Fr. Robert Sirico

Fr. Robert Sirico

March 23, 2015

North America is at a "perilous point in history," if it loses a sense of shared moral consensus, says Father Robert Sirico.

The co-founder of the Michigan-based Acton Institute for the Study of Religion and Liberty said society's moral roots form the foundation for who we are as well as the basis of civil society.

"Are we simply living off the illusion of the past?" he asked at a March 7 session of the Manning Networking Conference in Ottawa.


Sirico urged a return to the roots, to the "foundations of our society that is based on human dignity."

Human dignity, human solidarity are roots that will contribute to making society not "merely free but virtuous as well," he stressed.

Sirico recalled growing up in Brooklyn 50 years ago, when the shared moral consensus was much stronger than today.

He would join a group of about eight boys, playing stickball on the street, designating manholes and parked cars as bases for a game similar to baseball, only using sticks and a softball.

Mrs. Rabinowitz would sit on her stoop, or porch, "watching the activity."

She was the self-appointed, bossy, nosey lady in the neighbourhood who would chime in whenever the play got too rough. "Robin, I'm going to tell your mother!" she would yell.

"This would calm everything down," Sirico said.

There were Mrs. Rabinowitzes all over society keeping an eye on things "for good reason," he said. They helped "hold society together," because they knew the local children and they were respected because "they'd tell our mother."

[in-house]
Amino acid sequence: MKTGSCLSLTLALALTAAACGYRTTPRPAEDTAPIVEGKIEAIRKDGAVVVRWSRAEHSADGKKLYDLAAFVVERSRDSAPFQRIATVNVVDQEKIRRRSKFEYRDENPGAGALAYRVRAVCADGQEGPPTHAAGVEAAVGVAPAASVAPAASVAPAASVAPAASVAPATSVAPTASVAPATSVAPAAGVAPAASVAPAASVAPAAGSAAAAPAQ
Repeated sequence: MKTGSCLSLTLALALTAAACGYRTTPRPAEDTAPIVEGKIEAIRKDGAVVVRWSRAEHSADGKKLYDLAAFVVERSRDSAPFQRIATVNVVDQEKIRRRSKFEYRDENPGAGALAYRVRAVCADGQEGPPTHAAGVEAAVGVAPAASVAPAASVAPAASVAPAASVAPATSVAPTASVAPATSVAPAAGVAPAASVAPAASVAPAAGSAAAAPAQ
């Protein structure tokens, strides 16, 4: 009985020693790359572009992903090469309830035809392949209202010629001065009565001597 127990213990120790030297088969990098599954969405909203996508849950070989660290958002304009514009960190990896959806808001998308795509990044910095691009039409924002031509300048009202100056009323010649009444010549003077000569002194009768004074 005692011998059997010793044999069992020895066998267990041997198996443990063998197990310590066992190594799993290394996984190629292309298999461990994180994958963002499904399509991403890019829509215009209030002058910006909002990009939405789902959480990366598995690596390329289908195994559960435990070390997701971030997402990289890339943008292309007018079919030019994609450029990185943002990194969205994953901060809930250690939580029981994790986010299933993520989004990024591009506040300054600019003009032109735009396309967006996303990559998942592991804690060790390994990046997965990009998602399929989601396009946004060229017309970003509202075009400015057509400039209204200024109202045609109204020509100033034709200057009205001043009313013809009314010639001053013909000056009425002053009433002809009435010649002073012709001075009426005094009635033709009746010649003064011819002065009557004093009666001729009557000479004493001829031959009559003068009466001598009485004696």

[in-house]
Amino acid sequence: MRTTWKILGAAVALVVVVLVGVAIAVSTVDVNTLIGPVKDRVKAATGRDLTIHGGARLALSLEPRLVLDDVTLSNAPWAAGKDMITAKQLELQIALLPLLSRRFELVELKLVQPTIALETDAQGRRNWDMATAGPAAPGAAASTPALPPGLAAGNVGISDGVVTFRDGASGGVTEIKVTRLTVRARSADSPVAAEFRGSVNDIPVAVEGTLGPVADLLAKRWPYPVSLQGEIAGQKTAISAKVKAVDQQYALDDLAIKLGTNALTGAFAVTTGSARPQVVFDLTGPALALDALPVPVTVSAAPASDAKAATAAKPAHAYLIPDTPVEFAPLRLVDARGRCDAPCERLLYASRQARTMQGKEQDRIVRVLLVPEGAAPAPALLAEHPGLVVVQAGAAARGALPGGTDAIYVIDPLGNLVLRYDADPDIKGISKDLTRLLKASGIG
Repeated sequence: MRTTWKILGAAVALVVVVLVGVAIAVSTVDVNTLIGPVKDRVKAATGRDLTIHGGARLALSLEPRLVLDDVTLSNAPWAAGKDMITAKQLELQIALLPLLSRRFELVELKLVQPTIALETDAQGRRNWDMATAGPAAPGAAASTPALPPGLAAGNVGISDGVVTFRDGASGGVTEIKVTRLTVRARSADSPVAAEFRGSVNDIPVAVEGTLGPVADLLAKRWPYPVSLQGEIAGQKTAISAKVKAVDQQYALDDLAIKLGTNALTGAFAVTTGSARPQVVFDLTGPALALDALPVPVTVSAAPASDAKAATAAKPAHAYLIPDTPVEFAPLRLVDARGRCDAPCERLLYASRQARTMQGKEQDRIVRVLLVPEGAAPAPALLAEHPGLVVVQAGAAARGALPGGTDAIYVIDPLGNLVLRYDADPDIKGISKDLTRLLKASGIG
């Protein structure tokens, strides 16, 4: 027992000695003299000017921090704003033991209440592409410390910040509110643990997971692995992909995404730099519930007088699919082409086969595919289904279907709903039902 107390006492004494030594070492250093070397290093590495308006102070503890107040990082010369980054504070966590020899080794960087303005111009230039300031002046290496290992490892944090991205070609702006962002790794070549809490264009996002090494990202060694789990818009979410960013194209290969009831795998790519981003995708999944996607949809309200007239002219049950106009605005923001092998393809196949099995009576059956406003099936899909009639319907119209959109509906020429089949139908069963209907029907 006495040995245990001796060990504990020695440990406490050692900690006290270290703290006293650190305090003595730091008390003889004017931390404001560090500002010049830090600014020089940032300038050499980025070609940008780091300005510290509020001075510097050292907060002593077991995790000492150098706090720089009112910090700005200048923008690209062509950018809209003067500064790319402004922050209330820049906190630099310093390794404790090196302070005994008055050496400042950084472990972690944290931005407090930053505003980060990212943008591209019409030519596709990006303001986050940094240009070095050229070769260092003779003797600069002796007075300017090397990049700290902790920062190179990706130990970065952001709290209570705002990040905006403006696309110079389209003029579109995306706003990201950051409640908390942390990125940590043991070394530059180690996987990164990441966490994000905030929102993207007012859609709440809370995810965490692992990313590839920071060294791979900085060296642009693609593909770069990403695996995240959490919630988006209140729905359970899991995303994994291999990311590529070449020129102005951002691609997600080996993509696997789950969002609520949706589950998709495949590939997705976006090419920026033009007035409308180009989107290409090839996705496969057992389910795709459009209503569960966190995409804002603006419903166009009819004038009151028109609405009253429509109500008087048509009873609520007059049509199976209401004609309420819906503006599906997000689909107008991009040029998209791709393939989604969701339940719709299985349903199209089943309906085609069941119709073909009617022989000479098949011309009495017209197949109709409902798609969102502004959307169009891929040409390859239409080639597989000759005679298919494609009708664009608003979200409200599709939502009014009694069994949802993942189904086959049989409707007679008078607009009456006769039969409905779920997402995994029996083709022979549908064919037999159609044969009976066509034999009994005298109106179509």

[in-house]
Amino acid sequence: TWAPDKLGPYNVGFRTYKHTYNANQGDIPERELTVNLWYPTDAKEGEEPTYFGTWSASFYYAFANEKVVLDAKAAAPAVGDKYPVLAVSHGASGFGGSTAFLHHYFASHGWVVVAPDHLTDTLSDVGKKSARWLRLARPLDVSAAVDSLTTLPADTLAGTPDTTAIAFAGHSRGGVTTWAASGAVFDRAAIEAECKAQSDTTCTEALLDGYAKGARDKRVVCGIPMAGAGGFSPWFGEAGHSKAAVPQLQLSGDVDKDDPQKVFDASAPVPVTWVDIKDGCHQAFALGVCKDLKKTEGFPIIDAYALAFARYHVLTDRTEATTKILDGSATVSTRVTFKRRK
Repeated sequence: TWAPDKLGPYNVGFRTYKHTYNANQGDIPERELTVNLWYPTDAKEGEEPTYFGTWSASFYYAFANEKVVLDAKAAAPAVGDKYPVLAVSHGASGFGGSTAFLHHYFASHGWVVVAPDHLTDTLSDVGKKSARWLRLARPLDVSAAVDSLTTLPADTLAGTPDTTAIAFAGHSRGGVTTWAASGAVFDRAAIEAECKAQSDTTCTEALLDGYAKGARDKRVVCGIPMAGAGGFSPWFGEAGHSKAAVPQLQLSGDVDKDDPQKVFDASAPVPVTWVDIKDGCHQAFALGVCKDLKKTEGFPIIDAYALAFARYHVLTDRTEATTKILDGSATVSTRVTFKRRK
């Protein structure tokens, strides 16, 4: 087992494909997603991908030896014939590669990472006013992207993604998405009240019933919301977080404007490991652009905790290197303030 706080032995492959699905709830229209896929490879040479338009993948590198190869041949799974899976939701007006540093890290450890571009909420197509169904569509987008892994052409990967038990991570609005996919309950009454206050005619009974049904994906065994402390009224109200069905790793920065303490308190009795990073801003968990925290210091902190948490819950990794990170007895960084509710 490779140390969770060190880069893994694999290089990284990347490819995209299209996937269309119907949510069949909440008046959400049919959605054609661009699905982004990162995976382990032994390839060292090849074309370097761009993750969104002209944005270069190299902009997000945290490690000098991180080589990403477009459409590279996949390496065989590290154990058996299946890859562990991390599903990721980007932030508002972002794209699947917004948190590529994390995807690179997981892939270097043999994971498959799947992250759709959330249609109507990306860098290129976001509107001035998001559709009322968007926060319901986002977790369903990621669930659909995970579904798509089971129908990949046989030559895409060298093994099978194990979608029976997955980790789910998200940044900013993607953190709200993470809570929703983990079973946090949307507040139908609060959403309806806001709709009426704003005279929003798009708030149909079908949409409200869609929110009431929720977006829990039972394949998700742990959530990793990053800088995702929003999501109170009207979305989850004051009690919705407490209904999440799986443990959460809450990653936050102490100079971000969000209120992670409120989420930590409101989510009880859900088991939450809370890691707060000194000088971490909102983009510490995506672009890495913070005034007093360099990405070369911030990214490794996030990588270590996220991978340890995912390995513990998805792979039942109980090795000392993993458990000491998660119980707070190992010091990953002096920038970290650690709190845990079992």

This moral consensus transcended religious differences, he said. It was shared by new Chinese immigrants in his neighbourhood, as well as among the Catholics and Jews living there.

Sirico used the example of Mrs. Rabinowitz to show how societies can be governed by moral consensus without "intrusive, distant and frequently misinformed bureaucracies."

This shared anthropological sense of human dignity was "an expression of vibrant social reality," that grew out of family, traditional social norms and religious ties, but they "exceeded religious bonds," creating an "existential bond," he said.


In this vision of society, government has its role, but that role is subsidiary, he said.

Government was never seen as "taking over" culture or society, therefore not all issues "had to be debated in the halls" of government, he said.

This mix of common sense, neighbourly concern and knowledge of one's neighbours did have some problems with social prejudices and was "rough and uneven at times," Sirico acknowledged.

But for the most part it was "pliable, flexible and cooperative," he said. Mrs. Rabinowitz "was restricting our behaviour but not because she was threatening us with arrest."